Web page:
Organizations in no less than 10 U.S. cities will help their family, friends and neighbors “live-in” vacant government owned or foreclosed homes, buildings or land by either moving them in or preventing their eviction. Organizations in cities like Boston, New York, Philadelphia and Washington, D.C., will be joined by others in Chicago, Miami, Sacramento and New Orleans. Smaller cities include Toledo, Ohio, Madison, Wisconsin, St. Petersburg, Florida and Portland, Oregon.

Of course, no social justice movement has ever been won in a single month or by utilizing a single tactic or strategy. As such, May 2010 is not the totality, but rather the dawn of a movement whose aims are to elevate housing to the level of a human right and to win community control over land.

The solution to the housing crisis lies in your community, even on your block, and in your hands. The time has come to Take Back the Land.

Max Rameau can be reached at afrimax@gmail.com. Learn more at TakeBacktheLand.net and TakeBacktheLand.blogspot.com. Join the movement at www.takebacktheland.org/index.cfm?fuseaction=membership.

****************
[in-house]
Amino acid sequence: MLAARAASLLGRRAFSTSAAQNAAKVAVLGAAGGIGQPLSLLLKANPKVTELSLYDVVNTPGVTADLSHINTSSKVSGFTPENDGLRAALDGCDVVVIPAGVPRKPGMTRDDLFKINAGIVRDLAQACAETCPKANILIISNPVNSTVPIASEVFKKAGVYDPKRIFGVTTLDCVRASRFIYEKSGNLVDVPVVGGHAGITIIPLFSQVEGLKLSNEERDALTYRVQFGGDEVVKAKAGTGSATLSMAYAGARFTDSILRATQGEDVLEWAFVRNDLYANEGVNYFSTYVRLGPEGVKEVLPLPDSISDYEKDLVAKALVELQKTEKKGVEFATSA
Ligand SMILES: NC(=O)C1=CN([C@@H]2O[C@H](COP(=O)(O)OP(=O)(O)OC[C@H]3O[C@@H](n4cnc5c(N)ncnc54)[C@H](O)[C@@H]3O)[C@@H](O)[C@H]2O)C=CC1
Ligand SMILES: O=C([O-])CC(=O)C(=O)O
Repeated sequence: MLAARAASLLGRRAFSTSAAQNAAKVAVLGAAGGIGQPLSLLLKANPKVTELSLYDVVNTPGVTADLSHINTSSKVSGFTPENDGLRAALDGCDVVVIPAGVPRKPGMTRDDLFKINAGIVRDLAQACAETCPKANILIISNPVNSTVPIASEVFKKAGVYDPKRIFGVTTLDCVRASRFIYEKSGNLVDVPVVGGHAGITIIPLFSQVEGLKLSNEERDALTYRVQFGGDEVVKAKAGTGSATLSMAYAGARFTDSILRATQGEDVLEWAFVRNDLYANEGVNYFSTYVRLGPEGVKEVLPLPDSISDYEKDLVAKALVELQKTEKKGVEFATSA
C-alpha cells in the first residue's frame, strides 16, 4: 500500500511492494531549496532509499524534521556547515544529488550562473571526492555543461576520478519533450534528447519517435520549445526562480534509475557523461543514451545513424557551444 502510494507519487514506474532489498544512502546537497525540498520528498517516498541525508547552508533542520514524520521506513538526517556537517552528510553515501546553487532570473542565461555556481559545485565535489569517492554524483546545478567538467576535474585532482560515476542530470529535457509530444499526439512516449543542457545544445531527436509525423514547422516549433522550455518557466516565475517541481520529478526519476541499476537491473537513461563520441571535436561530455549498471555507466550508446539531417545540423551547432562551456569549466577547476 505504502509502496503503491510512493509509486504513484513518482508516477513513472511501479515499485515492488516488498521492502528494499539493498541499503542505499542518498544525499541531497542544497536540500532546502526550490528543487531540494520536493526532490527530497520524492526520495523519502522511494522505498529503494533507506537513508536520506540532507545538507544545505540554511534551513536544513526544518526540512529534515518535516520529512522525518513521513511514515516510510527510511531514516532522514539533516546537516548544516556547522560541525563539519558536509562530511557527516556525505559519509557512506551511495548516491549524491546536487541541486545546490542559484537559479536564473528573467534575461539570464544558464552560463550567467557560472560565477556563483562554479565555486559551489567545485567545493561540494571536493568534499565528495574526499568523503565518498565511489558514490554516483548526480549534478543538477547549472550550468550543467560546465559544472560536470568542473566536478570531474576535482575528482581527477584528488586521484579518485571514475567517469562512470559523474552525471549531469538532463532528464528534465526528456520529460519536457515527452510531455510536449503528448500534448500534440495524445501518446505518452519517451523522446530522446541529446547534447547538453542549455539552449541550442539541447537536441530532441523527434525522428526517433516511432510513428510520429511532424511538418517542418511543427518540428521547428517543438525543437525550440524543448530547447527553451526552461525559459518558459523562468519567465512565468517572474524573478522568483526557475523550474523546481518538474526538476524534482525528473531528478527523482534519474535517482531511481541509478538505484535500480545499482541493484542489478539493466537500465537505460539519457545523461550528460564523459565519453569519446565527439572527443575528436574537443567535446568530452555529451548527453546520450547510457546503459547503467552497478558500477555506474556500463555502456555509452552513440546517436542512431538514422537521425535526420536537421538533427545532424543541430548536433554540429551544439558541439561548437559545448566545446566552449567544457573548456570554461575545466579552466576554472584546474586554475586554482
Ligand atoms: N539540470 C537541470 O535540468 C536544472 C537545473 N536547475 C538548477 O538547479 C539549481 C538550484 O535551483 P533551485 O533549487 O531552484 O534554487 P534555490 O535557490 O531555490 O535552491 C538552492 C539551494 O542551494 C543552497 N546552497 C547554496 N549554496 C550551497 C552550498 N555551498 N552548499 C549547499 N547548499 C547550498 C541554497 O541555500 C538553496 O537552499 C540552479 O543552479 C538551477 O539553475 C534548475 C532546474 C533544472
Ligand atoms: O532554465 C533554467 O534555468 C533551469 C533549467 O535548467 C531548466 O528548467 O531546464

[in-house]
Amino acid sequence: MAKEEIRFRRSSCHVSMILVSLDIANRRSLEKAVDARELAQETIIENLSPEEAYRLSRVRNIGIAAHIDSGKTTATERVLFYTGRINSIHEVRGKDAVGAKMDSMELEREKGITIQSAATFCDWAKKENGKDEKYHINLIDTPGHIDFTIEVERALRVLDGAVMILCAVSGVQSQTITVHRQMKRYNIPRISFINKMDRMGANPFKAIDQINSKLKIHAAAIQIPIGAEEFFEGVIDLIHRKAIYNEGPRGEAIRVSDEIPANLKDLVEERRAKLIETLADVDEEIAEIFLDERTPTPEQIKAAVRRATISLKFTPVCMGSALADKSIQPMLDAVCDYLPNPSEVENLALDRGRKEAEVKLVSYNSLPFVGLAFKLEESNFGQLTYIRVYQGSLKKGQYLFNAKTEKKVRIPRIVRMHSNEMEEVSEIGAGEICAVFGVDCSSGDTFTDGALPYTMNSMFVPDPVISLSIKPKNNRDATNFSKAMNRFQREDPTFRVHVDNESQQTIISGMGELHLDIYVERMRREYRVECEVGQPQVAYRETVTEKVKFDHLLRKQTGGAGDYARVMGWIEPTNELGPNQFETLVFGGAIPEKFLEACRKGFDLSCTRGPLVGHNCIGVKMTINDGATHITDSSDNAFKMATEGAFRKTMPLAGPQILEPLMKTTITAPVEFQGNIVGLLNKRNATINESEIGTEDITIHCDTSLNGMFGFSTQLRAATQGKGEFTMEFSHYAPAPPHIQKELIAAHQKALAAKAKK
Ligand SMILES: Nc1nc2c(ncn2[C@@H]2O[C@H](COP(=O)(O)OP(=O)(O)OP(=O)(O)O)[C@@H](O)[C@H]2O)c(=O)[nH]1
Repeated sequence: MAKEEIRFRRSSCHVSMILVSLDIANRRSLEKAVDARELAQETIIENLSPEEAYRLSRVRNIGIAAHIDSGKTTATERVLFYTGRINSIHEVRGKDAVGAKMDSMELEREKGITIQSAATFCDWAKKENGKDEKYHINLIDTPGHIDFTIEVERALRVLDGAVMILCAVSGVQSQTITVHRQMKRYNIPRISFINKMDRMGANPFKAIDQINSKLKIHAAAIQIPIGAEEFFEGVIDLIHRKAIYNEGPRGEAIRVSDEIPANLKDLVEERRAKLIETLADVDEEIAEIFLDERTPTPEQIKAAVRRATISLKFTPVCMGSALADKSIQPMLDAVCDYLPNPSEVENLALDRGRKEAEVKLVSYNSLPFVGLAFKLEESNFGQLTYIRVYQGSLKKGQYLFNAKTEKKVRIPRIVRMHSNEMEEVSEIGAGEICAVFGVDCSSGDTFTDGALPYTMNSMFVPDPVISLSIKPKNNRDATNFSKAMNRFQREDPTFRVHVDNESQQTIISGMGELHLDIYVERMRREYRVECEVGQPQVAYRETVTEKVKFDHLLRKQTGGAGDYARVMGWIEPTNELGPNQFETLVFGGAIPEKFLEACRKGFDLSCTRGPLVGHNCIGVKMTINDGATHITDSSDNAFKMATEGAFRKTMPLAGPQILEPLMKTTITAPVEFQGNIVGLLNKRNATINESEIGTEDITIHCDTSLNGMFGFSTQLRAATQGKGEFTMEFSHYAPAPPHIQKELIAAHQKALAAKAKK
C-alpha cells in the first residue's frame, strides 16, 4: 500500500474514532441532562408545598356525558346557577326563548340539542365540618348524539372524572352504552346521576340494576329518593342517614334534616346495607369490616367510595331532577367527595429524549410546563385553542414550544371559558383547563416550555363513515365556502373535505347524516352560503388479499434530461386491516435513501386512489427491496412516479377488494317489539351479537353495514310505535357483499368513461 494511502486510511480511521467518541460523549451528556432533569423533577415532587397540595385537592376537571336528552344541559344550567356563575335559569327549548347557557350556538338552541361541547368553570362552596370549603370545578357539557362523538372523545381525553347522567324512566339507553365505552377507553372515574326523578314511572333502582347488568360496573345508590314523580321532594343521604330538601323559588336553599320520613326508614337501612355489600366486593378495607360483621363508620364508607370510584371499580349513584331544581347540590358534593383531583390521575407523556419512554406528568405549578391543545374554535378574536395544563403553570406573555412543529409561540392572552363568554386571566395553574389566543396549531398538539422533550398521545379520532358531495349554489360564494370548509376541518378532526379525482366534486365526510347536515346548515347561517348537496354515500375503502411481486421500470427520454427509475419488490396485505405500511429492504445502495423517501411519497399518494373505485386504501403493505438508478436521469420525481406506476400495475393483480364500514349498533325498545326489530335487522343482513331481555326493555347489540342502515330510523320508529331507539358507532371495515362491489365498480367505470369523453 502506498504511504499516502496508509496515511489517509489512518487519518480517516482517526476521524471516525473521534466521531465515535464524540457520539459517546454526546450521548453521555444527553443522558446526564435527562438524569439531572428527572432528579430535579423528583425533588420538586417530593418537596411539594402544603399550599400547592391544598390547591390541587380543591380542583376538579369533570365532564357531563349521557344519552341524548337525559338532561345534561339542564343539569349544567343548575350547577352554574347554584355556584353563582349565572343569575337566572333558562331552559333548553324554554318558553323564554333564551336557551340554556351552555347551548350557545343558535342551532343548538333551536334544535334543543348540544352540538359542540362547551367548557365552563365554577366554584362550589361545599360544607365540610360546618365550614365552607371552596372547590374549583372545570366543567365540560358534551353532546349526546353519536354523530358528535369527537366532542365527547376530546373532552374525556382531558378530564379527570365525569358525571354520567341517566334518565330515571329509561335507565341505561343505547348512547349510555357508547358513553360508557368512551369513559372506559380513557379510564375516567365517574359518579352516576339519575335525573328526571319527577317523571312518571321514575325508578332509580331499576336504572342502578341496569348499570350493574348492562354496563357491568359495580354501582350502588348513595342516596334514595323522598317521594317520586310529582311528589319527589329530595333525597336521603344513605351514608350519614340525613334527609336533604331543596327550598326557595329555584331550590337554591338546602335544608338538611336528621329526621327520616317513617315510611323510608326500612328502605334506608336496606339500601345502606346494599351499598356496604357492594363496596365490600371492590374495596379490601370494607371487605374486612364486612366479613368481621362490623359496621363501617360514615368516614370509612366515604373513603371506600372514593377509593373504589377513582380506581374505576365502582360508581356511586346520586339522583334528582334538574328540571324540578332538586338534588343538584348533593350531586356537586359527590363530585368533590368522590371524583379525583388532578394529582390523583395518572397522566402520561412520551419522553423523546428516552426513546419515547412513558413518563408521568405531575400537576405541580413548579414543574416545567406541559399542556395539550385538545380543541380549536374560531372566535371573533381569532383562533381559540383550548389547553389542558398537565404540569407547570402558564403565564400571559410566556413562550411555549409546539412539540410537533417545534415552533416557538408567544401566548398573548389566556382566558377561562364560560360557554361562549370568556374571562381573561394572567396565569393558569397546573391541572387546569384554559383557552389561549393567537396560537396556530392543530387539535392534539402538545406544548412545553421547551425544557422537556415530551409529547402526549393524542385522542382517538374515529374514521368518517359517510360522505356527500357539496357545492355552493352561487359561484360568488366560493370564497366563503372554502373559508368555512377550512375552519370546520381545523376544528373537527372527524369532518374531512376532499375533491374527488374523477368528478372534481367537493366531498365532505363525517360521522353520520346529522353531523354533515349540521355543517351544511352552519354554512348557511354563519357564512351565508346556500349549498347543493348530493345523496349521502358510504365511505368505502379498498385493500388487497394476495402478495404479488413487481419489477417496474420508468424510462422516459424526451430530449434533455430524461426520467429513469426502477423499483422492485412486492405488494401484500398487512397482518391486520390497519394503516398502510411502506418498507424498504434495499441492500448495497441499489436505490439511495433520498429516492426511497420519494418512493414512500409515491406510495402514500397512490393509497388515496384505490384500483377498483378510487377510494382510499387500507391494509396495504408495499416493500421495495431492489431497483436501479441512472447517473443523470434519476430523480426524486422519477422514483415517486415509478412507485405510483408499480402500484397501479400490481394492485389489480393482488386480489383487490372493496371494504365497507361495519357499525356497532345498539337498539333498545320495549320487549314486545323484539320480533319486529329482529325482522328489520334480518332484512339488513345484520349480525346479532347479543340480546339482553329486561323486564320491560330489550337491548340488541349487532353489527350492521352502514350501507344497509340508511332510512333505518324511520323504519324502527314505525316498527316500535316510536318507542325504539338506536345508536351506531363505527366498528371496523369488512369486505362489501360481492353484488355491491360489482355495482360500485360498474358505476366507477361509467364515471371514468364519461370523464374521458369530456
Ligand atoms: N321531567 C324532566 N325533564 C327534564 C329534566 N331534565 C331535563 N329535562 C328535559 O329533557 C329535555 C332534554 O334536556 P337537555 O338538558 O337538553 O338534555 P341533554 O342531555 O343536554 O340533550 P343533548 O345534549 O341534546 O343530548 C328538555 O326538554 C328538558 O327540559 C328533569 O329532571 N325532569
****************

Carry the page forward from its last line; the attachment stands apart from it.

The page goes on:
Trailer for Documentary on UN Housing Mission to US – Released March 5, 2010 from NESRI on Vimeo.

This is a trailer of a soon to be released documentary about the United Nations Special Rapporteur on the Right to Adequate Housing’s first official fact finding mission to the United States in the Fall of 2009. This trailer was produced for an event entitled “The Housing Rights Situation in the US” which took place at the UN Headquarters in Geneva, Switzerland, on March 5, 2010. Earlier that same day the Special Rapporteur presented the UN Human Rights Council her report based on her mission to the US.

The video is being produced by NESRI, the Campaign to Restore National Housing Rights and Housing is a Human Right. It was shot by volunteer videographers, audio recorders and photographers from around the US and is being edited by a team of volunteer video editors based in New York City. For more information, visit NESRI.ORG.